What is matter? Easy one. Anything that has mass and occupies space. Good. You are a pile of matter constantly shifting shape — but you’re not a shape-shifter, okay! However, matter is easy to define, but scientists claim this stuff that’s all around us is just five percent of the entire universe. The remaining 95 percent? Some elusive substance they’ve theoretically dubbed dark matter, which make up 25 percent of the universe. While invisible or whatever, it does seem to have mass, and occupies space, and thus has gravity. That’s the only evidence scientists have about the existence of dark matter. But is that the real case?
Related media: Dark Matter and Dark Energy Explained!
I Only Exist In The Dark
This whole idea of dark matter started back in the late 1960s when Vera Rubin and Kent Ford discovered that galaxies appear to behave differently than they should. This made scientists to search for answers why, which led to the theoretical discovery of dark matter. The elusive invincible substance that’s lurking throughout the universe, undetectable by telescopes but shows effects of gravity on galaxies.
Of course, that’s all theoretical, but duh, what better way can you describe space which literally looks dark. Its believed that scientists just made it up to crunch the numbers and it seems to make the math convincing. If you recount from classic physics, the more mass an object has, the stronger it is. This means a planet with more mass has a stronger gravitational influence.
Here’s the catch: If galaxies were only made up of normal matter — the stuff that makes up you — there wouldn’t be enough gravity to hold them together. The stars in the sparse outer flanks wouldn’t orbit just as fast as the ones near the bulge. Aforementioned, scientists claim that normal matter only makes up less than five percent of the universe, dark matter holds 25 percent, and the rest is yet again another elusive mysterious force theoretically known as (you guessed it) dark energy. So what is all this about?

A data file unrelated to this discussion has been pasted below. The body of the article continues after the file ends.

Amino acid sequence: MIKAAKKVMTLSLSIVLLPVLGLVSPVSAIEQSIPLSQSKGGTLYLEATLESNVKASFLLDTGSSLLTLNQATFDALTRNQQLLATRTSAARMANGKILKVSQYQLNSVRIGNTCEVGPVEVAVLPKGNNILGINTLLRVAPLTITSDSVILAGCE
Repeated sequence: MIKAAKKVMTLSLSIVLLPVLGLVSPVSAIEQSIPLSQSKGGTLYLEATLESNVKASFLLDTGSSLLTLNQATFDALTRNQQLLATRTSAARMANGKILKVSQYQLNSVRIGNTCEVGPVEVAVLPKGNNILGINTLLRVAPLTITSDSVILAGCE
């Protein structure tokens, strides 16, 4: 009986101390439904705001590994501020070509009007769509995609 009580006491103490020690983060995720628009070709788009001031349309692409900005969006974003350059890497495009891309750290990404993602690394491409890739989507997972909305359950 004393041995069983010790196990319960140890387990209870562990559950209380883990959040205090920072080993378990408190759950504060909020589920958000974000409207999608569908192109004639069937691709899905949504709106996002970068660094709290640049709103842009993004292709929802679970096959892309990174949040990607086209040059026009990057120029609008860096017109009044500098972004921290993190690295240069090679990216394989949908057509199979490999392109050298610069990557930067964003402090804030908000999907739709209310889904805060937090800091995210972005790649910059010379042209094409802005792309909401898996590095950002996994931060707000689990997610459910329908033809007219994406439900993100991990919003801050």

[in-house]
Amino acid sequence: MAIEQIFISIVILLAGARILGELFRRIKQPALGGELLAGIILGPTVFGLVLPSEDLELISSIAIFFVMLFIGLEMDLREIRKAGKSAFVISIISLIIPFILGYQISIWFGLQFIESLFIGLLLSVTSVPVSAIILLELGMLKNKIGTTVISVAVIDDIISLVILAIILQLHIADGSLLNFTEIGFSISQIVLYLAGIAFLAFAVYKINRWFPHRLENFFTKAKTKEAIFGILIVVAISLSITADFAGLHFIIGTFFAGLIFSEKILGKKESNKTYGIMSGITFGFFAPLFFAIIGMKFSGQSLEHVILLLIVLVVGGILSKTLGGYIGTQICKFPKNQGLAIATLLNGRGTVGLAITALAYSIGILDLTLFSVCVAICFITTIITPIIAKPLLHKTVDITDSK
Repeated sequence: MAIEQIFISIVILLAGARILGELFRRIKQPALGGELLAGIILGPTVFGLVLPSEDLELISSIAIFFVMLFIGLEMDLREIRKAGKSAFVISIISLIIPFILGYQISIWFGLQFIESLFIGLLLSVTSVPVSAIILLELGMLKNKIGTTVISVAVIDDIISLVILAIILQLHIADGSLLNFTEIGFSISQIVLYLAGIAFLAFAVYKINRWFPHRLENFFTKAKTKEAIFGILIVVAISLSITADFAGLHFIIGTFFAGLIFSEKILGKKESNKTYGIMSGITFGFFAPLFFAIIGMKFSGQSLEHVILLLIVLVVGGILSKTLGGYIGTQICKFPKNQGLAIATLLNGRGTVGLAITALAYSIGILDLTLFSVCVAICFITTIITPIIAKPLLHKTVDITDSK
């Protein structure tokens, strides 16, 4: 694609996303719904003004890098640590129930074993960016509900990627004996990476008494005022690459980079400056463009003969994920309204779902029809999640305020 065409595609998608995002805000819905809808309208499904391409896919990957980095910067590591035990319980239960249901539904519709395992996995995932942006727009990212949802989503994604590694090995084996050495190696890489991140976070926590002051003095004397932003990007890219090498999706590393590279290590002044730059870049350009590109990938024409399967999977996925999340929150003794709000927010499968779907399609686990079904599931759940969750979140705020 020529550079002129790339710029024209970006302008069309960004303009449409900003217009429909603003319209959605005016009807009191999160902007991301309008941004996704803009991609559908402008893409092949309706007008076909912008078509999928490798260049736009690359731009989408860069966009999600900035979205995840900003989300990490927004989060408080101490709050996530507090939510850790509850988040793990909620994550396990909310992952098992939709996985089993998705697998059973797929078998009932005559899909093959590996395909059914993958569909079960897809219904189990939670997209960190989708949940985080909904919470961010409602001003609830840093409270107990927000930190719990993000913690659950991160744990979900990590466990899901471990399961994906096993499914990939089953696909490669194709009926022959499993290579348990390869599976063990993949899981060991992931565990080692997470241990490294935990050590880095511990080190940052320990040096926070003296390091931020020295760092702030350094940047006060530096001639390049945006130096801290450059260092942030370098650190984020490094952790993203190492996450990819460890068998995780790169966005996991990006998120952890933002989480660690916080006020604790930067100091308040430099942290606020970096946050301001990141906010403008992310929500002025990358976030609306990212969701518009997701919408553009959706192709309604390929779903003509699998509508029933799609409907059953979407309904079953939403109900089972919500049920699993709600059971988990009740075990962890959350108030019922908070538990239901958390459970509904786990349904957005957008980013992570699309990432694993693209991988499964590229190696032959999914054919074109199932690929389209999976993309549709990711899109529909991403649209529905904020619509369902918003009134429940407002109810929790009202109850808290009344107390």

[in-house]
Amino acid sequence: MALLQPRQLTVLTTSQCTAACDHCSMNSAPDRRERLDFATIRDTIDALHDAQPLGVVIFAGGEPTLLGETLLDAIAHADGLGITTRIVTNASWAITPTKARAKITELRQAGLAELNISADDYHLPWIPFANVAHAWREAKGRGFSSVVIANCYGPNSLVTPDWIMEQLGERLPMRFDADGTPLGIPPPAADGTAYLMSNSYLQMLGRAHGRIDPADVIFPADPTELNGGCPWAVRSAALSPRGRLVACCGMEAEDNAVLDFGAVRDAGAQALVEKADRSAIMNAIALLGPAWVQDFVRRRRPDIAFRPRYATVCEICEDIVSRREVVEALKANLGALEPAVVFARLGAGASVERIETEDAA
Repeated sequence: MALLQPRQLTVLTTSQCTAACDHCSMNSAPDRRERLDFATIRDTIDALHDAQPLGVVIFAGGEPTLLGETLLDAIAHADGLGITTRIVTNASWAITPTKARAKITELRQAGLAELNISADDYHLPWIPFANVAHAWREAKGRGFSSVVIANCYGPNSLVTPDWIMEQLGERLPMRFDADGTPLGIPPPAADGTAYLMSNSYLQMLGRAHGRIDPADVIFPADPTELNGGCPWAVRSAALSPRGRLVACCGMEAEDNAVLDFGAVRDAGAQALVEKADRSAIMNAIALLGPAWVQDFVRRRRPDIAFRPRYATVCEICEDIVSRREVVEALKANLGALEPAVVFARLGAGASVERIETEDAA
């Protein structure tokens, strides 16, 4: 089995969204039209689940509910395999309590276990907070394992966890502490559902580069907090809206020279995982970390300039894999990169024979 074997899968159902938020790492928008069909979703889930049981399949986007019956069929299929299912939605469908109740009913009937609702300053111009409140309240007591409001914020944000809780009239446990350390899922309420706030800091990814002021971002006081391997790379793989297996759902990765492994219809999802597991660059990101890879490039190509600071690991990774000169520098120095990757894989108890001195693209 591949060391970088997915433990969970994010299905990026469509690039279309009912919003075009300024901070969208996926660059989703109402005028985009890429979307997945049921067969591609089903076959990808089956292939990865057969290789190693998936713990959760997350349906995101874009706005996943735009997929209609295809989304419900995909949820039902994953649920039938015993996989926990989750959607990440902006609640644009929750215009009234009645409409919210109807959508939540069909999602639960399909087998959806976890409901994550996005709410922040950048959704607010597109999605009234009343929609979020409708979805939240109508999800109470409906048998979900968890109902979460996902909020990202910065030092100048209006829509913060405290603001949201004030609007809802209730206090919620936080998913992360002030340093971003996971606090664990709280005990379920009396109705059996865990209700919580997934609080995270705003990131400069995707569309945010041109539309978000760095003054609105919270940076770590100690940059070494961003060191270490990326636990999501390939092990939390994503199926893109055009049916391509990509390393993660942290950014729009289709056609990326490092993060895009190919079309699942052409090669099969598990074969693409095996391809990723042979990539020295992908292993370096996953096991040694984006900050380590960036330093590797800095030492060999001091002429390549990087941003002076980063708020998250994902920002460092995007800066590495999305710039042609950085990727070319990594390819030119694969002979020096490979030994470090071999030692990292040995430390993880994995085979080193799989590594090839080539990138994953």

“People ask this question a lot,” says Katie Mack, a theoretical astrophysicist at North Carolina State University who studies dark matter. “You know, maybe dark matter is just a fudge factor or something.”
I See You When You Get Dark
In Einstein’s theory of general relativity, matter warps both space and time in the same way as a bowling ball sitting on top of a trampoline curves the fabric. As light travels towards the curve, it curves along the bend around the massive object in its path. This warp in space and time seems like a cosmic magnifying glass phenomenon, also known as gravitational lensing.
However, the effects of gravitational lensing produced by a galaxy or galaxy cluster is too great to be simply explained by normal matter. That’s another compelling evidence that dark matter exist. There are even signs of it in the cosmic microwave background — the radiation left over after the Big Bang, which point to the existence of dark matter.
“We see patterns in that that show there had to have been something at early times that brought matter together in a way that can’t work with just regular matter,” Mack said in a interview.
What Is Dark Matter?
“I’m not sure what it is that makes it more appealing to break general relativity and say that all these huge observations are wrong, versus there’s a particle we can’t see.” Mack says.
She explained the phenomenon better with this wind blowing analogy:
“It’s kind of like if you were walking down the street and you see a plastic bag sort of move across the street in front of you, and then you see some trees lean over, and then you hear this kind of rustling sound, and then you feel a little bit of cold coming from one direction, and then you see a street sign swing, and you’re like ‘That’s wind!’ You can’t see the wind, but there are all of these different pieces of evidence that air is moving.”
“It’s kind of the same with dark matter. We can’t see it directly, but there are so many pieces of evidence that it just makes more sense than any other explanation that we can come up with.”
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Written by: Nana Kwadwo, Sun, May 26, 2019.